REVIEW: Andrew W.K. Rings In the New Year

Words and Photos by: Andy Moran


If you told me that Andrew W.K., sick the king of party himself, buy had a plan to play the entirety of I Get Wet, seek his first studio release and the album that put party rock on the map thanks to features in Tony Hawk Pro Skater and Jackass? And was to be supported by Vundabar and the bluegrass juggernauts themselves, Tigerman Whoa? I would have assumed you were joking. Nothing could possibly be that perfect and weird. But after confirming with several of my friends that not only was it actually happening, but that it was going to be held on New Years Eve? And at a venue as small as Paradise Rock Club? It was game over, man.


10pm on New Years Eve rolls around and kicks off a delightfully strange set from the Massachusetts native trio Vundabar, picking several tracks to play off their newly released 2015 LP “Gawk” in their jangly, reverb heavy ways. Even breaking out into an avant-garde musical conversation between drummer and lead vocalist just 10 minutes into their set. What they were talking about is beyond me, but it certainly made me laugh.

11pm arrives, and after the crowd’s hype starts to die down after the initial sighting of a real life upright bass during Tigerman Whoa’s soundcheck (a rare sight around these parts) Boston was once again was able to feel the full force of who they are as a band: An anti-establishment driven punk/folk/bluegrass goliath who take no prisoners in a city where it’s hard to find a unique and memorable sound. Lead singer and banjo uke extraordinaire Kaz’s low, scratchy growl of a voice is as raw as it gets and doesn’t take much to get the crowd revved up with his relentless energy.  Playing a mixture of old and new, and occasionally taking the swig of beer from a kind audience member loaning their bottle, I’m positive there were at least several groups of people who left that venue with a new band to look up as soon as they got on the T on their ways home.


Two openers down, one party to go. Tigherman exits the stage and we’re left waiting in excitement for what we were all truly there for. Then, when 11:49 hits, with no introduction or context Andrew W.K.’s unmistakable voice sounds off over the house speakers:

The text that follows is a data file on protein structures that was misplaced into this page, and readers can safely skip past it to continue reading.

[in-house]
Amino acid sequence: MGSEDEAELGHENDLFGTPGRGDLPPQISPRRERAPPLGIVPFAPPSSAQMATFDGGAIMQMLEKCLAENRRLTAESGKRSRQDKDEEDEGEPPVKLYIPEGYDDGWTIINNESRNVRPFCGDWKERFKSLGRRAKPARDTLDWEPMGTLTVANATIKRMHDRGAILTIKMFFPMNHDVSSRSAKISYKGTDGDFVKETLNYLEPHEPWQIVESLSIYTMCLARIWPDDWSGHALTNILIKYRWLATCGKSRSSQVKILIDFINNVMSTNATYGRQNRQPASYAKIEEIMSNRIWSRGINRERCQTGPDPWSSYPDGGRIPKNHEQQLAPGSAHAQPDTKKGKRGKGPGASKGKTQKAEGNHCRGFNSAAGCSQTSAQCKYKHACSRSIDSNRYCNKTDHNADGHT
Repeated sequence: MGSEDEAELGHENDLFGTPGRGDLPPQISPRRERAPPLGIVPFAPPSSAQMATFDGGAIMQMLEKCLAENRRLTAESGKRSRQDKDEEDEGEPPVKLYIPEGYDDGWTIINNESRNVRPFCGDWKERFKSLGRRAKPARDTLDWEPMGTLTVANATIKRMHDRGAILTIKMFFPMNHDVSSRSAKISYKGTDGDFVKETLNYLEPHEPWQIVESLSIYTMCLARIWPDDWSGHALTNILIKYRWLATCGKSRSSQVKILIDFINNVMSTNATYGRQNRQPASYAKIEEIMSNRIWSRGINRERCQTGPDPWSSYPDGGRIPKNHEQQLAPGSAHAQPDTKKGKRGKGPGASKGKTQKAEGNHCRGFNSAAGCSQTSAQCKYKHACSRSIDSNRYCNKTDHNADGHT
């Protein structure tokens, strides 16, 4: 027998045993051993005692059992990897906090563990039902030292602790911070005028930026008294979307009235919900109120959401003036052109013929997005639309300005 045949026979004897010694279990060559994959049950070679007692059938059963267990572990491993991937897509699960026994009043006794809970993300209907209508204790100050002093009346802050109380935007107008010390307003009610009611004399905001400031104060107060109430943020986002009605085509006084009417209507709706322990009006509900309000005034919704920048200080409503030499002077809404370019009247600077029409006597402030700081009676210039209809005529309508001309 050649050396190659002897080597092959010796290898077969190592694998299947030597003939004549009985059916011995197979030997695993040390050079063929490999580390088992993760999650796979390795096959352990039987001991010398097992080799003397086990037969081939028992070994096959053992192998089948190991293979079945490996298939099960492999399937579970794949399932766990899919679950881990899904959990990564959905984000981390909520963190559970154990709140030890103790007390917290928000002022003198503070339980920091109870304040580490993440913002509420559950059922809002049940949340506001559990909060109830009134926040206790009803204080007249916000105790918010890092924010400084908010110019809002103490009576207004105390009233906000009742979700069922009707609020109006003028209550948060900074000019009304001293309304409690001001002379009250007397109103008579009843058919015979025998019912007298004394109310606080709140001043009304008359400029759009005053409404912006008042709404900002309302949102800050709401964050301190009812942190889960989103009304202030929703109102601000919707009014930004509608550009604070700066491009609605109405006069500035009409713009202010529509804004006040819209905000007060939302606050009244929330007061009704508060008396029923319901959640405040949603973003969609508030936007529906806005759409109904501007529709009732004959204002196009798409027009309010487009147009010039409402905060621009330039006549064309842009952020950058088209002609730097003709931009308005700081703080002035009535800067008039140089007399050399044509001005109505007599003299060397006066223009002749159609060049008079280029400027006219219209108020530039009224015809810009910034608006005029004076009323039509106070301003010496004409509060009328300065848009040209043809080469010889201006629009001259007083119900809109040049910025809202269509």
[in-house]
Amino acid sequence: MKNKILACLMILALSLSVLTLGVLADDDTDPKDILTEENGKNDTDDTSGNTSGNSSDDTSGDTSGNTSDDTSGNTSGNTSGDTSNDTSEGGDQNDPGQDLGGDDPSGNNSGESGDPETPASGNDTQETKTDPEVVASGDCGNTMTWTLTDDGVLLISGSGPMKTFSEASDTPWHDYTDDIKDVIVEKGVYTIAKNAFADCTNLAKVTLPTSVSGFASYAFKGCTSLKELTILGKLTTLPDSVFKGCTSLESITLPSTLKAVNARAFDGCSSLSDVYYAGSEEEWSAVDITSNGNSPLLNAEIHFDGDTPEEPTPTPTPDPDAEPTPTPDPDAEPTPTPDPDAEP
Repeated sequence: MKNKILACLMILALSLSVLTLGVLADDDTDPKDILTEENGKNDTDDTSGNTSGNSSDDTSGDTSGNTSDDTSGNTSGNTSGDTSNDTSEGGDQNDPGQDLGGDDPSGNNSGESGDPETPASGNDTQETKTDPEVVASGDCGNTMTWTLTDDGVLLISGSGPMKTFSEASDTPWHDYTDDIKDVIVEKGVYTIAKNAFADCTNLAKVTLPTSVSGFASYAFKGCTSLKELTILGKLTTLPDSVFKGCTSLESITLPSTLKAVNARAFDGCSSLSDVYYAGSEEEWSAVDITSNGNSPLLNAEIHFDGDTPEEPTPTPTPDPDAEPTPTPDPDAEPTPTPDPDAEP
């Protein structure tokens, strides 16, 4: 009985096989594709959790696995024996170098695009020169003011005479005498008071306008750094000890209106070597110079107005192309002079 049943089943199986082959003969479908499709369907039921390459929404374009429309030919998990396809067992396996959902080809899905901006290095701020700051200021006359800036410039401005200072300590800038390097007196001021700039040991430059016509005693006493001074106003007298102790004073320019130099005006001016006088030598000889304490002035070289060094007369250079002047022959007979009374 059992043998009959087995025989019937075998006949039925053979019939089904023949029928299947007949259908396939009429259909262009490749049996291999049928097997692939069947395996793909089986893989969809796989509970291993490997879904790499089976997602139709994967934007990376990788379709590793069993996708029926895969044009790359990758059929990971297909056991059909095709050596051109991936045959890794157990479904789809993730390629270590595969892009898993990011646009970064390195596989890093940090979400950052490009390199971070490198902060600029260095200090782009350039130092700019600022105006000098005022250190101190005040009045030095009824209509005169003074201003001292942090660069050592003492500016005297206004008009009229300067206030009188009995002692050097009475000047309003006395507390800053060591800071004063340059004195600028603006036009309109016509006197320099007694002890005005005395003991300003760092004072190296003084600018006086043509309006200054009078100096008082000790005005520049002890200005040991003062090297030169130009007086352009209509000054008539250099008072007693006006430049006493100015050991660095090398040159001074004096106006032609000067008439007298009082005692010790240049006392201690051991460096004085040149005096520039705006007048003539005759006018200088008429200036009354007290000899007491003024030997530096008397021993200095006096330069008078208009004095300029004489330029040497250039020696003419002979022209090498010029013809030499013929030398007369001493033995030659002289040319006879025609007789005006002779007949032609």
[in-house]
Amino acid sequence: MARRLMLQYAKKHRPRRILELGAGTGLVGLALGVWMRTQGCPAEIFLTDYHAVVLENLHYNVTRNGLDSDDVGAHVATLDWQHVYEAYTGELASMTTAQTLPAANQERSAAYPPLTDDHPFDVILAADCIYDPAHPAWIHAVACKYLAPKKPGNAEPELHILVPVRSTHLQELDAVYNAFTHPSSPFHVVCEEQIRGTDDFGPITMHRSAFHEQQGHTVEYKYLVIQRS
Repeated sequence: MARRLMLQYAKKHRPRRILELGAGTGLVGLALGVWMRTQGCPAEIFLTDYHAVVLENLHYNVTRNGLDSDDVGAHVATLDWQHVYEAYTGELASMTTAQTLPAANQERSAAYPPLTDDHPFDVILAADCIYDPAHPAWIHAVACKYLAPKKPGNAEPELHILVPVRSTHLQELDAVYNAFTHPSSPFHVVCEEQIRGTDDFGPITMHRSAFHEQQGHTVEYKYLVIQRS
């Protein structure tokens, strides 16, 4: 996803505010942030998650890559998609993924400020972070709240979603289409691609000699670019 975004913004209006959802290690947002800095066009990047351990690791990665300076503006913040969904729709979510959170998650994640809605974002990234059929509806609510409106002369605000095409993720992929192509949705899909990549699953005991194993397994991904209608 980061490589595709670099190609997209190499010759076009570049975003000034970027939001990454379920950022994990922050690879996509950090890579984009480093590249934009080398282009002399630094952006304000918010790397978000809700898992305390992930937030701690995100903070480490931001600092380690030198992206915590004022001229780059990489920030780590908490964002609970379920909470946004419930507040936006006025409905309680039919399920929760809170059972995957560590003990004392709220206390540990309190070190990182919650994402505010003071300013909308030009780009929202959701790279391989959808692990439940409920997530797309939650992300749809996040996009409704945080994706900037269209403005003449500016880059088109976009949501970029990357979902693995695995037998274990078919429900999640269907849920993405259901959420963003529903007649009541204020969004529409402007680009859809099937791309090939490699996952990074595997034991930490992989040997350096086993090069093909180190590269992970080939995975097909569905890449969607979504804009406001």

“666… 665… 664…”

I look around to see if anyone else hears what I hear.

“659… 658… 657…”

We all think it’s just another sound check and brush it off as such. But it doesn’t stop any time soon, and the concert goers are confused.

“598… 597… 596” “

Slowly but surely, we all realize what’s happening, and it makes all the more sense. It’s no sound check; it’s a count down from 666 to midnight. Second by second, minute by minute the count inches closer to zero; the crowd gets louder and louder. People start pulling out their phones to snapchat the New Year in this strange way. Andrew’s voice over the speakers gets progressively louder and more amped up as he reaches “100… 99… 98…” One by one, the musicians take their place on stage and start counting along with the audience until finally:

“3… 2… 1!”


The lights come up, balloons drop from the ceiling of Paradise Rock Club (a nice touch by the event coordinators) and Andrew runs on stage for the first time since 2012. Addressing the audience with his most cheerful “Happy New Year” and without skipping a single beat, he immediately begins his trek through some of his all-time greatest hits by ferociously exclaiming, “Hey you, let’s party!”


Andrew through the audience into full gear with no intentions of slowing down, only pausing three songs in to claim how awesome is it to leave 2015 behind if you had a cruddy year, or to be bringing in 2016 in the middle of Boston’s partiest party. Whether or not you had any emotional baggage upon entrance from 2015 was irrelevant, if only for the next hour and a half.


What can I possibly say about his set from there? I’ve seen and photographed at least a few hundred shows in my career, but what happened that night was truly unforgettable. The only qualm I have about it was that it eventually had to end sometime. It was truly the only real way to ring in the new year – getting drunk with strangers clad in all white shirts and jeans, listening to loud, pounding music, watching some random 20-somethings stage dive onto a crowd of more drunk 20-somethings (with one lady who didn’t understand that she was supposed to jump off the stage at some point, and not just stand there awkwardly dancing and mouthing the lyrics that she didn’t have prepared. That was kind of a strange sight, but Andrew played it off well, giving her a bear hug when the song was over. That gesture definitely made me smile for sure.)

I left that set, ears ringing and body sore, not just thinking “Wow, that was a great show” but rather “Wow, I really don’t know whether or not this year can top what just happened.”


2015 meant many different things to many different people in that room that night. 2015 was stressful, successful, obnoxious, disappointing. Whatever it may have been to you, Andrew WK, the pope of party, the sultan of sound, gave you a reason to believe that 2016 was going to be good. And for the first few hours of the year, it was truly something special that won’t easily be forgotten.

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